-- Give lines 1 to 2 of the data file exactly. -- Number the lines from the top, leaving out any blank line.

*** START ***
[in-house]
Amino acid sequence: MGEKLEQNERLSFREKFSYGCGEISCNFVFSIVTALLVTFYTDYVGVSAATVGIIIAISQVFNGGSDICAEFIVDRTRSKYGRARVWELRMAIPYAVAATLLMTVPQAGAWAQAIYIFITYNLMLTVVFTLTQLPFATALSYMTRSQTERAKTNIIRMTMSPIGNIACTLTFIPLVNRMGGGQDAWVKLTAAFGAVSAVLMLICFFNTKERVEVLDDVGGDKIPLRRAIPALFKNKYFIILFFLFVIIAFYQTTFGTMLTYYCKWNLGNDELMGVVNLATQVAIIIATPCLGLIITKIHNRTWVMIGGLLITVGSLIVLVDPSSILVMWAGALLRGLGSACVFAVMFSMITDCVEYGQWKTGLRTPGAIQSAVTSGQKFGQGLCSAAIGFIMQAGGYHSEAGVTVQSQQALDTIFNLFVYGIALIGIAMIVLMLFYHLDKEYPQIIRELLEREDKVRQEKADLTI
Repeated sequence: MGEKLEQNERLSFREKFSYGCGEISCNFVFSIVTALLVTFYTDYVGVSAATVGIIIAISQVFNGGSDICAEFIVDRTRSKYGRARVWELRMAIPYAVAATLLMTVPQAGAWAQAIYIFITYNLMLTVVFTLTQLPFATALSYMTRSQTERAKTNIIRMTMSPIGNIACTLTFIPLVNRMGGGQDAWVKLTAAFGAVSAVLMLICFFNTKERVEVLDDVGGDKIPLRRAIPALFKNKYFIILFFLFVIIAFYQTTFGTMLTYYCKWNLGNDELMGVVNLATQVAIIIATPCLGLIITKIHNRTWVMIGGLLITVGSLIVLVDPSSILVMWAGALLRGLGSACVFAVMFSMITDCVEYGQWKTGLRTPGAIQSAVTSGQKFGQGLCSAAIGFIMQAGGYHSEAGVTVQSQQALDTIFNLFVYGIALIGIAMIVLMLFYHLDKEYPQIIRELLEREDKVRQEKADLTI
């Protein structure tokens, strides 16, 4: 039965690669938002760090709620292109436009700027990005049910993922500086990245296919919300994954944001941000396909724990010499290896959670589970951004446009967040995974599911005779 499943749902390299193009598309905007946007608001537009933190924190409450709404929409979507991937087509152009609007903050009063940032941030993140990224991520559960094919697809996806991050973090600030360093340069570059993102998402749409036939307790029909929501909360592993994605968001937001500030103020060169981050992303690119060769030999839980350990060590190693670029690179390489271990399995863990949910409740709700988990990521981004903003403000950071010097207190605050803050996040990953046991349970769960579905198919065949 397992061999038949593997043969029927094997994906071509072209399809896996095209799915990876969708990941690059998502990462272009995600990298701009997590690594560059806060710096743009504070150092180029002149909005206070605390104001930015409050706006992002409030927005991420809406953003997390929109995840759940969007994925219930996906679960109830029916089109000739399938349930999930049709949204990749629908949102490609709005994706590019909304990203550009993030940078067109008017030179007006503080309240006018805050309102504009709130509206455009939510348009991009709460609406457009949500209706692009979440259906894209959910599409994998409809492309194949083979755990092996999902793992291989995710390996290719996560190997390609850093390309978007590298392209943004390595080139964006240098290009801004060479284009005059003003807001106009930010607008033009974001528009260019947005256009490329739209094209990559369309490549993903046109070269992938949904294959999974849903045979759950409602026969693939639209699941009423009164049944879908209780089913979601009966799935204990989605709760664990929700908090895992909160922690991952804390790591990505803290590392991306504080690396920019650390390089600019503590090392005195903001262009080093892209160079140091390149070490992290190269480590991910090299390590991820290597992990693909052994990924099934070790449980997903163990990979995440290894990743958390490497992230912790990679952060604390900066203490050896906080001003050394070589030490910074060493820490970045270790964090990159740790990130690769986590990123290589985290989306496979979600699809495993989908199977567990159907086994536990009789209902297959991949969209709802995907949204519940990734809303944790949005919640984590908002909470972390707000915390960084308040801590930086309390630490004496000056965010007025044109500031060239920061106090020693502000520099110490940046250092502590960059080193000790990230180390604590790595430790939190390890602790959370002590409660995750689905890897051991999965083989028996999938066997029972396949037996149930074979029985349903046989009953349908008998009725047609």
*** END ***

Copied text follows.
[in-house]
Amino acid sequence: MGEKLEQNERLSFREKFSYGCGEISCNFVFSIVTALLVTFYTDYVGVSAATVGIIIAISQVFNGGSDICAEFIVDRTRSKYGRARVWELRMAIPYAVAATLLMTVPQAGAWAQAIYIFITYNLMLTVVFTLTQLPFATALSYMTRSQTERAKTNIIRMTMSPIGNIACTLTFIPLVNRMGGGQDAWVKLTAAFGAVSAVLMLICFFNTKERVEVLDDVGGDKIPLRRAIPALFKNKYFIILFFLFVIIAFYQTTFGTMLTYYCKWNLGNDELMGVVNLATQVAIIIATPCLGLIITKIHNRTWVMIGGLLITVGSLIVLVDPSSILVMWAGALLRGLGSACVFAVMFSMITDCVEYGQWKTGLRTPGAIQSAVTSGQKFGQGLCSAAIGFIMQAGGYHSEAGVTVQSQQALDTIFNLFVYGIALIGIAMIVLMLFYHLDKEYPQIIRELLEREDKVRQEKADLTI